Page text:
• The ability to apply such knowledge collections to translational bioinformatics analyses requires an understanding of the sources of such knowledge, and methods of applying them to reasoning applications; and
  • The application of knowledge collections to support integrative analyses in the translational science domain introduces multiple areas of complexity that must be understood in order to enable the optimal selection and use of such resources and methods, as well as the interpretation of results generated via such applications.

2. Key Definitions

In the remainder of this chapter, we will introduce a set of definitions, frameworks, and methods that serve to support the foundational knowledge integration requirements incumbent to the efficient and effective conduct of translational studies. In order to provide a common understanding of key terms and concepts that will be used in the ensuing discussion, we will define here a number of those entities, using the broad context of Knowledge Engineering (KE) as a basis for such assertions. The KE process (Figure 1) incorporates multiple steps:

  1. Acquisition of knowledge (KA)
  2. Representation of that knowledge (KR) in a computable form
  3. Implementation or refinement of knowledge-based agents or applications using the knowledge collection generated in the preceding stages
  4. Verification and validation of the output of those knowledge-based agents or applications against one or more reference standards.

In the context of the final phase of the KE cycle, comparative reference standards can include expert performance measures, requirements acquired before designing the knowledge-based system, or requirements that were realized upon implementation of the knowledge-based system. In this regard, verification is the process of ensuring that the knowledge-based system meets the initial requirements of the potential end-user community. In comparison, validation is the process of ensuring that the knowledge-based system meets the realized requirements of the end-user community once a knowledge-based system has been implemented [22]. Furthermore, within the overall KE process, KA can be defined as the sub-process involving the extraction of knowledge from existent sources (e.g., experts, literature, databases, etc.) for the purpose of representing that knowledge in a computable format [23][28].

The KE process is intended to target three potential types of knowledge, as defined below:

  • Conceptual knowledge is defined in the education literature as a combination of atomic units of information and the meaningful relationships between those units. The education literature also describes two other types of knowledge, labeled as procedural and strategic;
  • Procedural knowledge is a process-oriented understanding of a given problem domain [29][32];
  • Strategic knowledge is knowledge that is used to operationalize conceptual knowledge into procedural knowledge [31].

The preceding definitions are derived from empirical research on learning and problem-solving in complex scientific and quantitative domains such as mathematics and engineering [30], [32]. The cognitive science literature provides a similar differentiation of knowledge types, making the distinction between procedural and declarative knowledge. Declarative knowledge is synonymous with conceptual knowledge as defined above [33].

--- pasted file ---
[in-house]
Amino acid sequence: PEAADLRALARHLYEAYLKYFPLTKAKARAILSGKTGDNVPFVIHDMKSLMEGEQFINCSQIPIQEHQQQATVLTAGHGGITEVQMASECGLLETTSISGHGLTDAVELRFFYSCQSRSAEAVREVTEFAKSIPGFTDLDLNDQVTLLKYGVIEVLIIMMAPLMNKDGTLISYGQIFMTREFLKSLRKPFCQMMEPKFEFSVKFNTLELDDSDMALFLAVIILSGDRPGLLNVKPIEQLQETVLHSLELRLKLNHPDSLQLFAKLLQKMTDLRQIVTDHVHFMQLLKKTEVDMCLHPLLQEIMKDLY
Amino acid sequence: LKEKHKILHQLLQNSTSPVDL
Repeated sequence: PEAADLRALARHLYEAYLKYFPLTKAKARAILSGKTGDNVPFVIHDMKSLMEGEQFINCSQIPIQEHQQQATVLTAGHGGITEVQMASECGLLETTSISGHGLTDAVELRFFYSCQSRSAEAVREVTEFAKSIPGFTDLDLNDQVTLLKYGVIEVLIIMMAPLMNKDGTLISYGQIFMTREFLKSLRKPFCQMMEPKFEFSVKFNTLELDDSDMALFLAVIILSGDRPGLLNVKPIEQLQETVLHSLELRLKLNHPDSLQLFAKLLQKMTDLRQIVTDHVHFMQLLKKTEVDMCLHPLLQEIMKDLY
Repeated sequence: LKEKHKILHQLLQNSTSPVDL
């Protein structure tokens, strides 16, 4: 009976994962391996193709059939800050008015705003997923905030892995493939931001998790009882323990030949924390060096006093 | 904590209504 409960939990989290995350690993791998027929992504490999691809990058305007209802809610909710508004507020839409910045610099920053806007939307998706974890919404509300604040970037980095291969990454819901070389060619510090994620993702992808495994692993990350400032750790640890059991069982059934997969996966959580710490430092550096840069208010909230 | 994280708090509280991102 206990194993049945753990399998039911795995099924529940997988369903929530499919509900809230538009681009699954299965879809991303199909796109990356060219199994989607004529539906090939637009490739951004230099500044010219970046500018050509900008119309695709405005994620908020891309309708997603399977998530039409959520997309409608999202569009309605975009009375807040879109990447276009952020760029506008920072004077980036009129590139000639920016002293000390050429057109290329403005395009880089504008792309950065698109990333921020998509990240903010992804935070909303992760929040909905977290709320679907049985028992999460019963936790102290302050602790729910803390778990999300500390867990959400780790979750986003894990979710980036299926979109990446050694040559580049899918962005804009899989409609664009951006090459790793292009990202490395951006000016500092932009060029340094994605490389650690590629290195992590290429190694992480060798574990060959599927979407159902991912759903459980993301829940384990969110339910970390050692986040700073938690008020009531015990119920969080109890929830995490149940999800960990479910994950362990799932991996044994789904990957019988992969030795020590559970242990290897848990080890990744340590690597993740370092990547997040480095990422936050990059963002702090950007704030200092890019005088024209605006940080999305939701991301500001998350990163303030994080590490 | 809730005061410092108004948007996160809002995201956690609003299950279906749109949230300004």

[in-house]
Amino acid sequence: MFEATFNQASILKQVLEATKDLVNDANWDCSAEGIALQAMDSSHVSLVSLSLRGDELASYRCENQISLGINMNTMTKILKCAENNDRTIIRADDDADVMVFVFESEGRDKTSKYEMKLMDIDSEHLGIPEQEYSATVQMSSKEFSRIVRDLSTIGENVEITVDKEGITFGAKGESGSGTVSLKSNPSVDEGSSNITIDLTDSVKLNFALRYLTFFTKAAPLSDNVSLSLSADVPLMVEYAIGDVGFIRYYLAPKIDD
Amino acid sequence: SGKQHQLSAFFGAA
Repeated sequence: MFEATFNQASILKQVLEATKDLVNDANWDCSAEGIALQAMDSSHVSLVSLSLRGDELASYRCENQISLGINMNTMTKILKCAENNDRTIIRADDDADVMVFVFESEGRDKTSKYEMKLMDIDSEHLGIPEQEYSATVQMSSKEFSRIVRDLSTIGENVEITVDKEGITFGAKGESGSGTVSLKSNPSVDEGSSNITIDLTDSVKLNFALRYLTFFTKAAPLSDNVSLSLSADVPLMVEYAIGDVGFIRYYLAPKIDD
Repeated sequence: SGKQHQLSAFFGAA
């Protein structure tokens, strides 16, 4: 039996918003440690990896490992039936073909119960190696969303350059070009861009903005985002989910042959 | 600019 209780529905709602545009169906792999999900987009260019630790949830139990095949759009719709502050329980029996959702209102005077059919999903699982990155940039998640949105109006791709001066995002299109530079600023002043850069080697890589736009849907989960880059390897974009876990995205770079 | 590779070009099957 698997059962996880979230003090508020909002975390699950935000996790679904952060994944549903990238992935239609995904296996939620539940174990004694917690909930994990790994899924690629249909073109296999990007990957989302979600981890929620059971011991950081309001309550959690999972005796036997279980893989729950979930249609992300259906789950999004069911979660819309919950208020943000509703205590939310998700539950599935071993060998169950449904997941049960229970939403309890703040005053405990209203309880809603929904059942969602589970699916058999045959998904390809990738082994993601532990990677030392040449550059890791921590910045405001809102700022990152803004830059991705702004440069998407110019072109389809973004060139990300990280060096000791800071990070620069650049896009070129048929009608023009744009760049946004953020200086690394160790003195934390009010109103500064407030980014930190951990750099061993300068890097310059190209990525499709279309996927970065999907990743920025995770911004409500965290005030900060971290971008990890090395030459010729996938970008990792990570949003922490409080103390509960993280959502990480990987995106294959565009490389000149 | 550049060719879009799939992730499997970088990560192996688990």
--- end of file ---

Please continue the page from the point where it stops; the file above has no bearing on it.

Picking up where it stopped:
Conceptual knowledge collections are perhaps the most commonly used knowledge types in biomedicine. Such knowledge and its representation span a spectrum that includes ontologies, controlled terminologies, semantic networks and database schemas. A reoccurring focus throughout discussions of conceptual knowledge collections in the biomedical informatics domain is the process of representing conceptual knowledge in a computable form. In contrast, the process of eliciting knowledge has received less attention and reports on rigorous and reproducible methods that may be used in this area are rare. It is also important to note that in the biomedical informatics domain conceptual knowledge collections rarely exist in isolation. Instead, they usually occur within structures that contain multiple types of knowledge. For example, a knowledge-base used in a modern clinical decision support system might include: (1) a knowledge collection containing potential findings, diagnoses, and the relationships between them (conceptual knowledge), (2) a knowledge collection containing guidelines or algorithms used to logically traverse the previous knowledge structure (procedural knowledge), and (3) a knowledge structure containing application logic used to apply or operationalize the preceding knowledge collections (strategic knowledge). Only when these three types of knowledge are combined, it is possible to realize a functional decision support system [34].

3. Underlying Theoretical Frameworks

The theories that support the ability to acquire, represent, and verify or validate conceptual knowledge come from multiple domains. In the following sub-section, several of those domains will be discussed, including:

  • Computational science
  • Psychology and cognitive science
  • Semiotics
  • Linguistics

3.1 Computational Foundations of Knowledge Engineering

A critical theory that supports the ability to acquire and represent knowledge in a computable format is the physical symbol hypothesis. First proposed by Newell and Simon in 1981 [35], and expanded upon by Compton and Jansen in 1989 [24], the physical symbol hypothesis postulates that knowledge consists of both symbols of reality, and relationships between those symbols. The hypothesis further argues that intelligence is defined by the ability to appropriately and logically manipulate both symbols and relationships. A critical component of this the theory is the definition of what constitutes a “physical symbol system”, which Newell and Simon describe as:

“…a set of entities, called symbols, which are physical patterns that can occur as components of another type of entity called an expression (or symbol structure). Thus, a symbol structure is composed of a number of instances (or tokens) of symbols related in some physical way (such as one token being next to another). At any instant of time the system will contain a collection of these symbol structures.” [36]